In case anyone has the wrong idea, the photos that I show on this blog are not intended to be representative of my "considered work", if I can put it that way. They are simply what floated to the top from that week's picture-making, and seemed to complement whatever I happened to feel like writing about. When I come to select and sequence images with my "serious" hat on -- perhaps a year or more later -- different factors are at work, and different images will come to the fore.
The one above, for example, has resonances that will probably make it a candidate for several sequences that are forming in the back of my mind. It's a photograph from my recent visit to the Ashmolean Museum in Oxford. I was using the Panasonic GF-1 with the 14-45 f/3.5-5.6 zoom, a good lens but not ideal for dim interiors -- unfortunately, I'd somehow omitted to put the 20mm f/1.7 in my bag. Idiot! The only solution was to raise the ISO.
Now, I never work above ISO 400, for the simple reason that I'm the sort of fool who still thinks in film terms, and for me ISO 400 colour negative film was on the limits of usability, even in my medium-format Fuji rangefinder. But it was obvious that in the sepulchral gloom of a museum I was going to have to use ISO 800 and even, ulp, ISO 1600.
I had made my first pass through the galleries, and had got the feel of the layout, the light, the angles, the opportunities. When the attendants weren't looking, I steadied my camera by pressing the lens against the glass of the vitrines -- no point in being precious about optical quality when working hand-held at ISO 1600. When they were looking, I leaned against anything solid that wasn't 4,000 years old, and invoked the gods of photography ("Oh, Leica, Lord of Luxury, steady my hand in my
Now, that first pass is essential in any context : you flush all the obvious shots out of your system, get the feel of the place, start noticing the less obvious shots, and -- with any luck -- start to get "into the zone", that wonderful mental space where everything drops away except you and the camera and you finally start seeing.
When I reached the top of the gallery, I saw that attendant, draped against the rail of the stairwell, thirty feet away, through a showcase of ceramics on a mezzanine balcony. I dropped to my knees, pressed my back against a convenient wall, let the lens focus on the vase inside the cabinet, prayed ("Oh, Zeiss, God of Good Glass, let me be lucky"), and took the shot. ISO 1600, 1/50 second at f/5.4, zoomed to 33mm (66mm in 35mm terms), everything on "auto" but underexposed by one third of a stop. Click. And again, zoomed to 45mm and rotated to "portrait". Click. I only remembered I was on ISO 1600 too late to change it: the attendant moved away, and the moment was over.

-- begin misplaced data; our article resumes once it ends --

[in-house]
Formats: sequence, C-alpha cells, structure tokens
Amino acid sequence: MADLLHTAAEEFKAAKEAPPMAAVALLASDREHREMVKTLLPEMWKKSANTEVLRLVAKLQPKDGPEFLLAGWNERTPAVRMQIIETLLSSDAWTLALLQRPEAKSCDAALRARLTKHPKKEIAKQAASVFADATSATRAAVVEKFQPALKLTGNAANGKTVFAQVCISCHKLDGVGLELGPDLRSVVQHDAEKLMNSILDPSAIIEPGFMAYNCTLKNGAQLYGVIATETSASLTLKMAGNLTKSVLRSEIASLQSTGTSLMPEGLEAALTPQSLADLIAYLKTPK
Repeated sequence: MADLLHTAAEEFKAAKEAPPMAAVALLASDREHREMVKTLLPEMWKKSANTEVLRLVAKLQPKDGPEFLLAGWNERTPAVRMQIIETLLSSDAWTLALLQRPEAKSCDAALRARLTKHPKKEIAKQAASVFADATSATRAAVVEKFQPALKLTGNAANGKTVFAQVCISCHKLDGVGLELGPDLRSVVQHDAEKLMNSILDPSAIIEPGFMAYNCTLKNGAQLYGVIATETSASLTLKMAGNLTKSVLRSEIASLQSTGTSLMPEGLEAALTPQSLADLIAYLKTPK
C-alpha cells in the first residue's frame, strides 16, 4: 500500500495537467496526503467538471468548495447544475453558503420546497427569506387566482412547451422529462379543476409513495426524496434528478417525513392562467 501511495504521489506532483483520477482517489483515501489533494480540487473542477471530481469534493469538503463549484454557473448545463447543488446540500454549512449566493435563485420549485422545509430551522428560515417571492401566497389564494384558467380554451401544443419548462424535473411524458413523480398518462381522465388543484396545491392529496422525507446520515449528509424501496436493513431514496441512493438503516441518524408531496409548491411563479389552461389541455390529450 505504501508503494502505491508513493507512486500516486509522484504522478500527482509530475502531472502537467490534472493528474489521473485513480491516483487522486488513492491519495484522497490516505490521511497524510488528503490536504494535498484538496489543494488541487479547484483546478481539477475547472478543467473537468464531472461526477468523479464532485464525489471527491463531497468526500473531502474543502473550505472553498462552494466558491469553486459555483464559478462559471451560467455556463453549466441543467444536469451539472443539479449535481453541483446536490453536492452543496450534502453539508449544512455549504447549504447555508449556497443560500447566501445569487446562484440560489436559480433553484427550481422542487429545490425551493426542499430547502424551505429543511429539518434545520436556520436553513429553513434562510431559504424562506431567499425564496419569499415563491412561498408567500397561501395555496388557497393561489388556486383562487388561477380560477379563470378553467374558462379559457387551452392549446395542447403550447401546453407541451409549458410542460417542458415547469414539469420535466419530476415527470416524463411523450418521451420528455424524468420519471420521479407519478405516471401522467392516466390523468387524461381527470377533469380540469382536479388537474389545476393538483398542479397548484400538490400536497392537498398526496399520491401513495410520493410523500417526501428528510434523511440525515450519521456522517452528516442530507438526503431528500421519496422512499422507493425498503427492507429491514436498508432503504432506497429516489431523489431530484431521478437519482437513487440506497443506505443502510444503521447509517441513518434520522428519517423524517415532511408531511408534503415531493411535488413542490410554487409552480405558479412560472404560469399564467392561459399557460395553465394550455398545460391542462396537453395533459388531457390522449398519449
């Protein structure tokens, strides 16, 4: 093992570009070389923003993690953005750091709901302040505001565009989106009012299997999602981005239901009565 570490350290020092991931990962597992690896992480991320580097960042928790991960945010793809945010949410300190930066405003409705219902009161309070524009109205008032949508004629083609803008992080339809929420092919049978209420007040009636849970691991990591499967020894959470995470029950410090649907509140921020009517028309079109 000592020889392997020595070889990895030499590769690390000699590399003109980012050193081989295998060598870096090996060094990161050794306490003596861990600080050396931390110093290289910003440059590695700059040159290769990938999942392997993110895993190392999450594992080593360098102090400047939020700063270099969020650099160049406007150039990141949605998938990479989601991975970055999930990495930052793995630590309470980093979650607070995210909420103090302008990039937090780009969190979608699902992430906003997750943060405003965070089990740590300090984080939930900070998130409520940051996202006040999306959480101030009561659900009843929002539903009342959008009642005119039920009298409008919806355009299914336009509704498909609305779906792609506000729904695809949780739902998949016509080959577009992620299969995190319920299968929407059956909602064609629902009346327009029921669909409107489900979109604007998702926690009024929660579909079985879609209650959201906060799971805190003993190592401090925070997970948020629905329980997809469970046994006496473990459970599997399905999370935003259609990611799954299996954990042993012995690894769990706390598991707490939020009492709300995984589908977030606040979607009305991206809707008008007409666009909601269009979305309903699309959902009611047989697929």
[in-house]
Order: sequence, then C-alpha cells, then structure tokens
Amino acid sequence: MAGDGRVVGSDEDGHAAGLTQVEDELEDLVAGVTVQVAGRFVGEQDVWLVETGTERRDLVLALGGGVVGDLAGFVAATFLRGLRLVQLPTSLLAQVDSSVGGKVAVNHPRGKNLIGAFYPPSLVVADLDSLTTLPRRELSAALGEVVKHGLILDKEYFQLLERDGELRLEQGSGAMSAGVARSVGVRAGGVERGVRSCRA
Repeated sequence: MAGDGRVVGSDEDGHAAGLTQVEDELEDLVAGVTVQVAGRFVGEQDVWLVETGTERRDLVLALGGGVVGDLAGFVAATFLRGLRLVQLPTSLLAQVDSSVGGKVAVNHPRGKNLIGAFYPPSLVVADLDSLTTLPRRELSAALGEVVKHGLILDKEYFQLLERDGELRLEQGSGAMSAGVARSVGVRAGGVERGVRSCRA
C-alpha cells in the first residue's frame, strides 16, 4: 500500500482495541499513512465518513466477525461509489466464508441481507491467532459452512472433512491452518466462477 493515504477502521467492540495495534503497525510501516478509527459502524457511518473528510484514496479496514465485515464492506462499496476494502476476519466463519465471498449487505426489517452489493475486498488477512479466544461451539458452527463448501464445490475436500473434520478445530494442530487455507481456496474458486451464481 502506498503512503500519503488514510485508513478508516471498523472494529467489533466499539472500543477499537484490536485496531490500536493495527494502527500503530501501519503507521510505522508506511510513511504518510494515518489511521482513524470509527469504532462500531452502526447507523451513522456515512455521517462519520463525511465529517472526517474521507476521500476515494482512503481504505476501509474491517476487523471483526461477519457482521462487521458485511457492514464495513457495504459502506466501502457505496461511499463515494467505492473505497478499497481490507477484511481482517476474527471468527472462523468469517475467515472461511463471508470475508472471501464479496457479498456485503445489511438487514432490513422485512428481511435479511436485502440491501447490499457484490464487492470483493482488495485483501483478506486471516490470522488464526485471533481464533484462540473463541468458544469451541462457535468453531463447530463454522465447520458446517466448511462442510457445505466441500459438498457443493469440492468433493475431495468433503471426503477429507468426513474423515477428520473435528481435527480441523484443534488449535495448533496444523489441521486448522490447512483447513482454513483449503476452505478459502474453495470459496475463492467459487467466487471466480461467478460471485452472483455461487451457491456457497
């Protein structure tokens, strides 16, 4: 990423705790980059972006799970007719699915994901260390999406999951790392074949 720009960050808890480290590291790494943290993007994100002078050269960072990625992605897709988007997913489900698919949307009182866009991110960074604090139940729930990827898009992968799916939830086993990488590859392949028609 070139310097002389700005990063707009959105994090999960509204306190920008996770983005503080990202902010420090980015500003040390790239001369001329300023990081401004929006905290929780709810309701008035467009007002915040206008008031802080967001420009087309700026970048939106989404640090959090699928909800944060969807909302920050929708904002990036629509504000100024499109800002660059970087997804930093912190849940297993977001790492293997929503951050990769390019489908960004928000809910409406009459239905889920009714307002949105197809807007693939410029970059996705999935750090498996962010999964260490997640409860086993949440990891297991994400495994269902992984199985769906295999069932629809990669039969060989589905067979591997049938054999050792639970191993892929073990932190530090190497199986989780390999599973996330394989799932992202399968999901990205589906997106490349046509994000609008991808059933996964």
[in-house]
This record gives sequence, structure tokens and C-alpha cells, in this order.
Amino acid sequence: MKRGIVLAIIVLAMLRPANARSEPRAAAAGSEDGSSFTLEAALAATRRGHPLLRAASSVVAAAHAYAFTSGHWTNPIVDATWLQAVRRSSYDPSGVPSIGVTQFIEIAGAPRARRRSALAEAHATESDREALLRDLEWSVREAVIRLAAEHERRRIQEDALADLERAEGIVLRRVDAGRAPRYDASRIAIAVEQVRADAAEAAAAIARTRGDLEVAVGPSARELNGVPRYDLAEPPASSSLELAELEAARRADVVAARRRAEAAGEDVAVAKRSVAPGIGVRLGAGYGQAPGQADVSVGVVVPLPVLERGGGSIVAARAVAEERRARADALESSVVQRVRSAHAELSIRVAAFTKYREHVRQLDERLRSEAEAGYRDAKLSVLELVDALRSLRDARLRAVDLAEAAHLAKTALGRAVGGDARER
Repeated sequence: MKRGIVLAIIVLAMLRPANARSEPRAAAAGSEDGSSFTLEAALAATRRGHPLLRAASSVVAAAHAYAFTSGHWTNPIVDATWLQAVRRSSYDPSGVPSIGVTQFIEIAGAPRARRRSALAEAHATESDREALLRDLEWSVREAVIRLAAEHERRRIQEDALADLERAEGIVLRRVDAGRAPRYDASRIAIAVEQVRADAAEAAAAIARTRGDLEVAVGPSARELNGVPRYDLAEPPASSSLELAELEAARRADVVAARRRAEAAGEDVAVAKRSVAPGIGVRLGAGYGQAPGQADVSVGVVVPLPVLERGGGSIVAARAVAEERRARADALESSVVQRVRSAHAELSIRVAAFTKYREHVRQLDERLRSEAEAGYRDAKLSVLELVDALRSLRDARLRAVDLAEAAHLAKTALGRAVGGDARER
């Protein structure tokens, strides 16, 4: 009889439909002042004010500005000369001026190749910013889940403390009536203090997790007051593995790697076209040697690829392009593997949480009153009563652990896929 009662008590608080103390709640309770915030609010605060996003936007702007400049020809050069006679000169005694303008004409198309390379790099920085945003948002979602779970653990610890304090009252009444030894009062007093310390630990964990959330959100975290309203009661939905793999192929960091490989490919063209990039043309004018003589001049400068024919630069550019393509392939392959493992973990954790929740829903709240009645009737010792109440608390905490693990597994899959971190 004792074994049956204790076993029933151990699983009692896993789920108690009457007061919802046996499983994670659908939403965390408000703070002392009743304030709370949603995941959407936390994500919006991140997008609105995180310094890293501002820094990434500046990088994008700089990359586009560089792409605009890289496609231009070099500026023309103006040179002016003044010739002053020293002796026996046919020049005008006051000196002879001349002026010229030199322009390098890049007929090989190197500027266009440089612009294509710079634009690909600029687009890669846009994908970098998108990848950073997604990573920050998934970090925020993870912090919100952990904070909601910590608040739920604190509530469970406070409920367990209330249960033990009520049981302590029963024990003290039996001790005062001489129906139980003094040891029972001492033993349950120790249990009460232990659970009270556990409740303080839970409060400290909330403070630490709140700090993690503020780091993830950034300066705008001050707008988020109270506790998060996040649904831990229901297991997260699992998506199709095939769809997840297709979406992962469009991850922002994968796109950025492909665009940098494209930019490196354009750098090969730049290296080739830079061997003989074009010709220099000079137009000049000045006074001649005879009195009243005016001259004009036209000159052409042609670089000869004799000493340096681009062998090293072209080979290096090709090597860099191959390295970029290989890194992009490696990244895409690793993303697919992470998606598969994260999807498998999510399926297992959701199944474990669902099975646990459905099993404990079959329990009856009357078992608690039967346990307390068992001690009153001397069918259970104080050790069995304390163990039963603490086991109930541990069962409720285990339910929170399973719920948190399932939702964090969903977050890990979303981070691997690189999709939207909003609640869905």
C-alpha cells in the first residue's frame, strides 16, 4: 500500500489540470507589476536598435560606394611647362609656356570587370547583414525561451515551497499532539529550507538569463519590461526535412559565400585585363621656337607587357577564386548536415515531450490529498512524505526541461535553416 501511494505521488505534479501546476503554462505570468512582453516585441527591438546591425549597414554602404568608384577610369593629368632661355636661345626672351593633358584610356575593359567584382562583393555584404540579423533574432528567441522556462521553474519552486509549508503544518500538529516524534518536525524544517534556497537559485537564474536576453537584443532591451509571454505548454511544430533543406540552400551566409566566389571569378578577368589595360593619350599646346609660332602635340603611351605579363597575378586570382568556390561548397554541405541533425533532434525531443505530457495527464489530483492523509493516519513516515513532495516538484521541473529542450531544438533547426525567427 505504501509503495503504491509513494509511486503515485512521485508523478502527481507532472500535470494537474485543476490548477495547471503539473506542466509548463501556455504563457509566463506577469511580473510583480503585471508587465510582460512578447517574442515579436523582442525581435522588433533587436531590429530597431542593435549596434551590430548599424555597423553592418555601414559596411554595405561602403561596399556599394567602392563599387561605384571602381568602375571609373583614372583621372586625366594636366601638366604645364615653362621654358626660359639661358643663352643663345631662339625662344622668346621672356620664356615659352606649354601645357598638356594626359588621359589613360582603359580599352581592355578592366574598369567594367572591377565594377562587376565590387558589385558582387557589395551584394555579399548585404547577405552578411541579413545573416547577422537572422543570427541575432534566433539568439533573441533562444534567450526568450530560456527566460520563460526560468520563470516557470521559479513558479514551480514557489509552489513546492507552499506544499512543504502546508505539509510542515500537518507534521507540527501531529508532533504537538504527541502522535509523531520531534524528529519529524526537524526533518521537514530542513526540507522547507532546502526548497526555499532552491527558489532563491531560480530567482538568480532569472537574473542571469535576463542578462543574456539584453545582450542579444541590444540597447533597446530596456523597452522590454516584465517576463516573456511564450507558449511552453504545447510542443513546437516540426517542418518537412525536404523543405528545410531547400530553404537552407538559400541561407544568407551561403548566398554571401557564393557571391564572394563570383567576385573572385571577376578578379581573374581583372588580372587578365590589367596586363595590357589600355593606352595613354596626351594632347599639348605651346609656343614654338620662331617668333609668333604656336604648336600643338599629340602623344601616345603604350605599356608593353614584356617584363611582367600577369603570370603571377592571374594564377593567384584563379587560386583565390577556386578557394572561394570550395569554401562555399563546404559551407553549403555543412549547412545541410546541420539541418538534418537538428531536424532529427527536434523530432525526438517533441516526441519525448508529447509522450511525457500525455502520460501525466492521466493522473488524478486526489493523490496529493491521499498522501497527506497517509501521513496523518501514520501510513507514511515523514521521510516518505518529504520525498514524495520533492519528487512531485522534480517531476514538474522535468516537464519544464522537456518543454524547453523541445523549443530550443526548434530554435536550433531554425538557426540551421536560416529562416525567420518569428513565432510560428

Technically, the result is all over the place -- both under- and over-exposed, unsharp, and inevitably rather noisy. Here's a 100% crop of the image, converted from RAW but unmanipulated:
Notice: it's not that noisy. Compared to a scan from film, it's not noisy at all. In fact, that's quite impressive for an ISO 1600 shot, hand-held in available light. Well done, Panasonic engineers. And I like the image a lot, so it's worth some work to rescue it. In the end, I didn't do a lot of manipulation: just the usual adjustments to the levels and the colour curves and, above all, I ran the file through the Noise Ninja filter plug-in. If you don't already have any decent noise reduction software, I thoroughly recommend Noise Ninja --used carefully, it can rescue otherwise unusable photographs, and is indispensable for scans from film.
Here's that same 100% crop at the end of the process:
The image actually started out like this:
There's a lot to be said for the composed chaos of the rectangular image I originally saw through the viewfinder. Some people might object to that strong vertical bar on the left, but I think it balances the strong shape of the vase rather well, and "holds" the composition together. Nevertheless, my favoured square crop does simplify and calm the image down, and makes more of the interplay of the bold shapes, especially that trumpet-shaped vase.
Technically, this picture has little going for it, but I think its pictorial impact far exceeds any worries about focus, noise or "burned out highlights". It has a sombre mystery that would never be conveyed by a perfectly-captured picture of any of its elements, separately (though, obviously, I wouldn't have minded a perfectly-captured picture of all its elements, together). It's a good picture, if not a good photograph, and that's what counts.
Of course, if only I'd remembered to take the right lens...